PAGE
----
Reflecting on Katie Faulkner’s Divining
Every now and then I get an invitation to write a reflection or review for another blog. It was a pleasure to catch Faulkner’s most recent work and write for Life as a Modern Dancer.
It’s been a while.
After some time away, I’m back to regular programming. I decided to kick off my return by watching Katie Faulkner’s newest piece in collaboration with Cedric Kiefer (of Berlin-based onformative). Honestly, I’m not sure what to call the piece as the documentation provided by Dolby on the internet and onsite referred to the work by three different names: Kinesthetics, Collide, and Motion Studies. I’m still not sure what to make of this terministic stickiness.
The evening began with a discussion between Faulkner and Kiefer moderated by Julie Phelps of CounterPulse. I learned that Kiefer generated the visual display that “performed” on the light ribbon screen by analyzing dance archives, collecting data from them, and then visualizing movements from the data. This same data were used to create the sound score that accompanied the visual. Faulkner then choreographed a “response” to the visualized data. Phelps called this “closing the loop“ (dance – data – sound – dance). Faulkner’s two dancers moved alongside and sometimes beneath the ribbon screen in under 10 minutes. When asked about the process for creating the work, Faulkner stated that she started with improvised dancing that responded to or was inspired by the dynamics of the visual created by Kiefer. What struck me the most was how deeply human and humanizing the movement felt. I’m not sure if this “closed the loop.” But I am sure that Faulkner’s choreography not only brought moving bodies into an otherwise hyper-technologized space but also human experience and perspective. There was no story or message, but there were two bodies reminding me that dance doesn’t always need a message for it to matter.
Sometimes it’s hard to write about a choreographer or a dancer you know. Other times it’s easy, and this evening one of those times. I’ve known Faulkner since 2007; we met shortly after I moved to San Francisco. I was always struck by her generous spirit and playful sense of humor, which were on stunning display Thursday night.
Aptly titled “Deep Field,” a solo performed by Faulkner, was an embodiment of profound reflection about a history of process and a particular field of communication. The sonic and visual landscape by Michael Trigilio and Heather Stockton respectively amplified the autobiographical nature that Faulkner so clearly danced. Even without the choreographer’s note, Faulkner’s movements spoke – each gesture, glance, vibration – from the inside out. It was personal, but relatable – a clarity of telling that I could feel in my bones.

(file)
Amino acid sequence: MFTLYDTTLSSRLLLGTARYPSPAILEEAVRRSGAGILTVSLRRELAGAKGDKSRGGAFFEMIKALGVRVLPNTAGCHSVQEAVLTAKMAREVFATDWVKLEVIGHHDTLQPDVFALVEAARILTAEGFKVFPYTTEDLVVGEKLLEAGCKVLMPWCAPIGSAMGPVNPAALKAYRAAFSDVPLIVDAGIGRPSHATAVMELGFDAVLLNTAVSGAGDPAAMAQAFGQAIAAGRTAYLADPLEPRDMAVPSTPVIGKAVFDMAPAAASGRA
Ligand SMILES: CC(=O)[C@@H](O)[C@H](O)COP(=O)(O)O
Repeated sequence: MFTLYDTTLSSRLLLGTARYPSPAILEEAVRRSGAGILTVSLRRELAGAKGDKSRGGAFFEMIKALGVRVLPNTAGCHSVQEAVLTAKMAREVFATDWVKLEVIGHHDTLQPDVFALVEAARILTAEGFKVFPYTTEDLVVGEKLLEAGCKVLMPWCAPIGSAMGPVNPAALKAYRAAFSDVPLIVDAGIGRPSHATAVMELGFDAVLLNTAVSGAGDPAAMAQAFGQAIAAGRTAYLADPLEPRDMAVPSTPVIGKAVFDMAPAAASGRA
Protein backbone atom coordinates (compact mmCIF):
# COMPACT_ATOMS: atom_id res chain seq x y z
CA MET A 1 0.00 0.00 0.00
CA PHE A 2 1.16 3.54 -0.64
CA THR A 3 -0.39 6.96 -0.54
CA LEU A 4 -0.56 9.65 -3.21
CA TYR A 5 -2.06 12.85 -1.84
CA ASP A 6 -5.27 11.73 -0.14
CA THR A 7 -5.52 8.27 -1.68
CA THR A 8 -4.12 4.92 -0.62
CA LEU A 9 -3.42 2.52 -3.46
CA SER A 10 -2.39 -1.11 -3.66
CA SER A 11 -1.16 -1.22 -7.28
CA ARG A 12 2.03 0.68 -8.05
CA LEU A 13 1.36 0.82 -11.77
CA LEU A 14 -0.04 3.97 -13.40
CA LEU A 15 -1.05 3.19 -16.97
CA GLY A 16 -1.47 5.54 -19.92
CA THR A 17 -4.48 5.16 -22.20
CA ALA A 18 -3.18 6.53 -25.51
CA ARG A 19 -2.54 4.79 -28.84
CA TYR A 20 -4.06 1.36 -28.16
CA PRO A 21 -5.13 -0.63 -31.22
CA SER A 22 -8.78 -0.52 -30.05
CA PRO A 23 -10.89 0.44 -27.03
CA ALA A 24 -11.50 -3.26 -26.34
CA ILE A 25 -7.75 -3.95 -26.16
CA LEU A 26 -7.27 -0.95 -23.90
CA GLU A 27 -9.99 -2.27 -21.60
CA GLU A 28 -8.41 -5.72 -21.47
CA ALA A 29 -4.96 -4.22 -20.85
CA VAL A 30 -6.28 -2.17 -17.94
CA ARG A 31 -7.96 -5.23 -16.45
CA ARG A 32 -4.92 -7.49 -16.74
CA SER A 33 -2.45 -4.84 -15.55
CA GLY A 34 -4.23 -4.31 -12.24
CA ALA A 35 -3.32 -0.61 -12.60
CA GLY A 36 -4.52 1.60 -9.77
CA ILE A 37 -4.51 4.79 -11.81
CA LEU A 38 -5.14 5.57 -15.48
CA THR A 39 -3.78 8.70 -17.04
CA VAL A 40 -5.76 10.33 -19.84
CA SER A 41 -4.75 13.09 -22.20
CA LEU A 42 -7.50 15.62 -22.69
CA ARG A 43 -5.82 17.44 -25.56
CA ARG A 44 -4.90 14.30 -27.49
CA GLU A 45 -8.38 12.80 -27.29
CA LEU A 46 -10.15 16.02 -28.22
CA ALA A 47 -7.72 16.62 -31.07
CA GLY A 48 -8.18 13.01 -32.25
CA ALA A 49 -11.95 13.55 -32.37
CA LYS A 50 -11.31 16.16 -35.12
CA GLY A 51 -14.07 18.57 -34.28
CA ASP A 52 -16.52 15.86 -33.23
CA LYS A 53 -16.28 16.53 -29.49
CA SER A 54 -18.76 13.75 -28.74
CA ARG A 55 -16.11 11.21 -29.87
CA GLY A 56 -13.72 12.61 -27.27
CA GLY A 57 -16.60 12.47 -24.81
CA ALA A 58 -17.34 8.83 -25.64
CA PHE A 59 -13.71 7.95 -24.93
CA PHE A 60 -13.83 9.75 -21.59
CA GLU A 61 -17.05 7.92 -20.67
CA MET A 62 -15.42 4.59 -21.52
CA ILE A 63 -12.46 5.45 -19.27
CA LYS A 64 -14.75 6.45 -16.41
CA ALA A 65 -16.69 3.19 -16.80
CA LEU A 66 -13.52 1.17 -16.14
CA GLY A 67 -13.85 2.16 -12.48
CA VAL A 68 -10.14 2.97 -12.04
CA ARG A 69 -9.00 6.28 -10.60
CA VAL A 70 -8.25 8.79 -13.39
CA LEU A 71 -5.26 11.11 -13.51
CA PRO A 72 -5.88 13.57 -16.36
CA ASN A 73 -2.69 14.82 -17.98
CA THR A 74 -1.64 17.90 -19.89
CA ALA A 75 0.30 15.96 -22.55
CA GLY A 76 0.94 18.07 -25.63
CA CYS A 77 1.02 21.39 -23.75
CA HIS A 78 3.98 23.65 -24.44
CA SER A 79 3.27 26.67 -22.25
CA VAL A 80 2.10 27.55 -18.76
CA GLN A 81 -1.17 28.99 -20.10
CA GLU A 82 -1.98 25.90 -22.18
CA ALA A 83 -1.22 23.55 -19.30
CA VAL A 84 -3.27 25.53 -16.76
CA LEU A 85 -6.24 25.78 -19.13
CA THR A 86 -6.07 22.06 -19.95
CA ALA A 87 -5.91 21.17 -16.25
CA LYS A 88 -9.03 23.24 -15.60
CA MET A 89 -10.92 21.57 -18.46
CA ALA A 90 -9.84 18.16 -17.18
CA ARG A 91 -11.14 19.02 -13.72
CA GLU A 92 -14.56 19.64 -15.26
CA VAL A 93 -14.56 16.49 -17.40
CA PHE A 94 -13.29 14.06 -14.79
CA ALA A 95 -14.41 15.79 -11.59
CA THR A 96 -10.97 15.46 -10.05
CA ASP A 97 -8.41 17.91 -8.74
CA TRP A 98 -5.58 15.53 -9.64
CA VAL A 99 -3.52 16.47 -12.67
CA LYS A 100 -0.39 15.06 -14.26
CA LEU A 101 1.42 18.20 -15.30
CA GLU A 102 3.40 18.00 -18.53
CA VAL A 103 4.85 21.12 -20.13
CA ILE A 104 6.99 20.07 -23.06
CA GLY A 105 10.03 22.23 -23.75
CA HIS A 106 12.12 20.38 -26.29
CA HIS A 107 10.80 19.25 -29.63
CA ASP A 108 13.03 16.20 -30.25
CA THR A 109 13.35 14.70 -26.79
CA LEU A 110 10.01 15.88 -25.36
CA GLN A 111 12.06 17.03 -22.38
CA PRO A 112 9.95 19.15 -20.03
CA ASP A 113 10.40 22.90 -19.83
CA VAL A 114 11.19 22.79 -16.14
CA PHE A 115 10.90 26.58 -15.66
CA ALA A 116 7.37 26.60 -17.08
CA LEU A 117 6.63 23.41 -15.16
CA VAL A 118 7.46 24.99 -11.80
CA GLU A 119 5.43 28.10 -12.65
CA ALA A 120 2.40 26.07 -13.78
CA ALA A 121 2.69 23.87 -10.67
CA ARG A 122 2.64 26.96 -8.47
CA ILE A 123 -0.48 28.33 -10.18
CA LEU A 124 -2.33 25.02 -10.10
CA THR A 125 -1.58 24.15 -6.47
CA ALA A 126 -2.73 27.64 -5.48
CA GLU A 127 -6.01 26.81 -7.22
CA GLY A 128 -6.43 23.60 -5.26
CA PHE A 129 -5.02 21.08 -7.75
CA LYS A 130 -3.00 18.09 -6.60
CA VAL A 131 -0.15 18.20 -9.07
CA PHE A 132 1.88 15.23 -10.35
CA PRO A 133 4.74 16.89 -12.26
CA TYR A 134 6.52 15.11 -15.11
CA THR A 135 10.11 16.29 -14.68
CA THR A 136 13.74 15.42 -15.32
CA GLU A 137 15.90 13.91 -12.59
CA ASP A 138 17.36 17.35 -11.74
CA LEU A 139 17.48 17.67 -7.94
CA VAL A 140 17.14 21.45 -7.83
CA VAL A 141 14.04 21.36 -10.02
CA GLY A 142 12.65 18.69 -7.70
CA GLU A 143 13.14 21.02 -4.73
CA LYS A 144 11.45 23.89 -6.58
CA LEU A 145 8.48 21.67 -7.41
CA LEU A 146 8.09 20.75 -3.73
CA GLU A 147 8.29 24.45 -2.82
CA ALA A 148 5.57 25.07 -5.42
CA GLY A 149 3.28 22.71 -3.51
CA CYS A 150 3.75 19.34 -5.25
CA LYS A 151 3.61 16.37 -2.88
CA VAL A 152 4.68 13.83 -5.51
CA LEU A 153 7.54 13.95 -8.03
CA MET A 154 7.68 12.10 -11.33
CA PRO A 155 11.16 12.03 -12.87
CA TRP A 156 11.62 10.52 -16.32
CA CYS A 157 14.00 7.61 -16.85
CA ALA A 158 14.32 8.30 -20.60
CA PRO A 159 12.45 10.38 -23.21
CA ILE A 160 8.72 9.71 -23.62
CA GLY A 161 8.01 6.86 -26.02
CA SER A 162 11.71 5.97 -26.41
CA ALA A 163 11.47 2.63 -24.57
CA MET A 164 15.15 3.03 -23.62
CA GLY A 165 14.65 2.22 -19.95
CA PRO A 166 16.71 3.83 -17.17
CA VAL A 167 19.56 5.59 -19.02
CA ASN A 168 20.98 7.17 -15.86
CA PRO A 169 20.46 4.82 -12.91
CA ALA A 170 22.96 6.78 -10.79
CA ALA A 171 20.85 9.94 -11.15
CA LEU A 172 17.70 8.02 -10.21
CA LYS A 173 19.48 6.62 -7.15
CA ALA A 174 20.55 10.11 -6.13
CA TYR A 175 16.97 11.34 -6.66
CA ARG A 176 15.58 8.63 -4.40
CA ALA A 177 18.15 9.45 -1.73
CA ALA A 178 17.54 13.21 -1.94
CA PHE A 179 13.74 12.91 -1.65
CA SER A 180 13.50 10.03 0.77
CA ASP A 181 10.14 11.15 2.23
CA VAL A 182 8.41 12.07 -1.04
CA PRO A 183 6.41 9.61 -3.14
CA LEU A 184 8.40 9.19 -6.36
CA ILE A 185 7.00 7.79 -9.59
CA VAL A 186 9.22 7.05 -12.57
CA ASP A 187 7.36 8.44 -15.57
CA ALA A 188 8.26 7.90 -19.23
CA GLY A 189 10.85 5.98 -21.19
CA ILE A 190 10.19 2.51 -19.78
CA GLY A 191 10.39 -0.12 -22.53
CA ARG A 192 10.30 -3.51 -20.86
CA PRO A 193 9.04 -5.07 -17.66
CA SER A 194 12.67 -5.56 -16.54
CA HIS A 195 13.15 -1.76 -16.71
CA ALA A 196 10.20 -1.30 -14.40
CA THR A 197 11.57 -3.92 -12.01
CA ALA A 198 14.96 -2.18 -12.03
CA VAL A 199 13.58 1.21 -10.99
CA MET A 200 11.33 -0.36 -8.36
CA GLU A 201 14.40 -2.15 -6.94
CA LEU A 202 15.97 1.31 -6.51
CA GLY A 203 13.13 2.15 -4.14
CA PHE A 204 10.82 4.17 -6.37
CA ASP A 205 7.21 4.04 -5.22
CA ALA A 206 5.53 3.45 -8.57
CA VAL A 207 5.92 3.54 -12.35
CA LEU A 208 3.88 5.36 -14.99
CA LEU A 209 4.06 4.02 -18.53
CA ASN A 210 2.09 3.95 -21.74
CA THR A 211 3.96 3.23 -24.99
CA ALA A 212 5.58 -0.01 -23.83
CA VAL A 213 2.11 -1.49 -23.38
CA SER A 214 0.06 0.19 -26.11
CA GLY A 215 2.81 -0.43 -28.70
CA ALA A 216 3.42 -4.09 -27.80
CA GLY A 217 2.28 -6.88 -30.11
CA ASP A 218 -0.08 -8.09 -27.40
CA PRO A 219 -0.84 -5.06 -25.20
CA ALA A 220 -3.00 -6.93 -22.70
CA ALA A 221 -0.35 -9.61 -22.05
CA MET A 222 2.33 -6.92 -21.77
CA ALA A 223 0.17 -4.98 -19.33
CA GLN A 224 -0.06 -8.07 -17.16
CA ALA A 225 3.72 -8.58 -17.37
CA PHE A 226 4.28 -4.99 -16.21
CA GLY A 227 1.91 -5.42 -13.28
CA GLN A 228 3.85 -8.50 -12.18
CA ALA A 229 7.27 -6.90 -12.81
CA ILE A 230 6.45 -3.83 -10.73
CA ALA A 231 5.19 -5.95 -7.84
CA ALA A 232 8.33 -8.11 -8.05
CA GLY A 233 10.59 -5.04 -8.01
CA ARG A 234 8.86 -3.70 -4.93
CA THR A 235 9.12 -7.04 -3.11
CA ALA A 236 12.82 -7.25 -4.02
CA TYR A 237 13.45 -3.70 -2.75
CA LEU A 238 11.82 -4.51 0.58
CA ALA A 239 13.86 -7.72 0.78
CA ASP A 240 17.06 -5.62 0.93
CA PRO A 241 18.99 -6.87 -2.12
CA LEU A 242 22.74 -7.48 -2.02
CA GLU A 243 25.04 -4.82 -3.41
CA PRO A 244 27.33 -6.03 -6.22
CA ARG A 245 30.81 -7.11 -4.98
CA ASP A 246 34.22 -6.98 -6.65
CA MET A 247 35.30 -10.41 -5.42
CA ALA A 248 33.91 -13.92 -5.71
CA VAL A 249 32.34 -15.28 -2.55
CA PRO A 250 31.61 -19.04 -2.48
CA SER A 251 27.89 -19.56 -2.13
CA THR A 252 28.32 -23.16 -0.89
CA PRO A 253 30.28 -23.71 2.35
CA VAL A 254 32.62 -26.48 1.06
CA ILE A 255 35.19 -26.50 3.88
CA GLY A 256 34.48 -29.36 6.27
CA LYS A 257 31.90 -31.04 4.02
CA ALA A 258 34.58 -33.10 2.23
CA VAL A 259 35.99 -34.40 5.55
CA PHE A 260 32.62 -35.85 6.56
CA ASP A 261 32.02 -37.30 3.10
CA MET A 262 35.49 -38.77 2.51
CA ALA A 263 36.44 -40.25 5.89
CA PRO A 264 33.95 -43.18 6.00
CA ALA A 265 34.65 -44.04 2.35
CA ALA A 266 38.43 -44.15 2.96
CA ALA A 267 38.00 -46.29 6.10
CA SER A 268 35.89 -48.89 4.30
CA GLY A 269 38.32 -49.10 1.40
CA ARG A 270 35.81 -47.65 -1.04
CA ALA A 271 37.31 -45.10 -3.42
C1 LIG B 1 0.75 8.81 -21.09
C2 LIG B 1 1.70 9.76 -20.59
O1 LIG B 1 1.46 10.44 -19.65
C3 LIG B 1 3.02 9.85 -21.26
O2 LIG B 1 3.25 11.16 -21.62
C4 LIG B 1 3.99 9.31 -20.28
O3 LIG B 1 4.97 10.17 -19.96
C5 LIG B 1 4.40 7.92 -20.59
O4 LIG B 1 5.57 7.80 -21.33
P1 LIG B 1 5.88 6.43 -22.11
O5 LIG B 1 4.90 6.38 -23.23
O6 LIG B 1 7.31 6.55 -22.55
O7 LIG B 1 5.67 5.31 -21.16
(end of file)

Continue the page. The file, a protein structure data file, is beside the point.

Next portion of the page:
“Coat of Arms” induced small bursts of laughter from the audience – a kind of seismic response. The subtle gazes and slight gestures performed with such stunning precision created a witty duet that reflected the universal quirk of relationships.
The last piece, “Don’t Worry Baby,” was harder to grasp, harder to feel. It was more sculptural than the other pieces and as a result it felt different. While superbly danced the piece for me seemed a little distant or disconnected somehow.
Faulkner closed her choreographers note “with gratitude,” and that is how I felt at the end of the evening. I left the theater with an overwhelming sense of gratitude for Faulkner’s choreographic vision and courage to put so much of herself on stage. It was an honor that I can’t wait to repeat.
Last year I saw the Margaret Jenkins anniversary show at YBCA. It was the first time I had seen her work live, and it was a great show so I was keen to see what she’d been up to. I also wanted to go to see Katie Faulkner’s new piece, Coat of Arms. I was happily surprised to see Lauren Simpson dance again (Still Life for Two No. 2) but this time in a different piece – a lovely mover. Katie is also a lovely mover, and her piece was also lovely. The piece by Jenkins, A Gallery of Rooms, was not that interesting. The dancers were great – as expected – but the choreography didn’t seem to do much, or rather say much. I really wasn’t inspired by the end of the evening. I wasn’t disappointed. I was just….well, just.
PS – Just realized I didn’t write about Jaroslow’s two pieces, Thinking Aloud and Evolutionary Tales.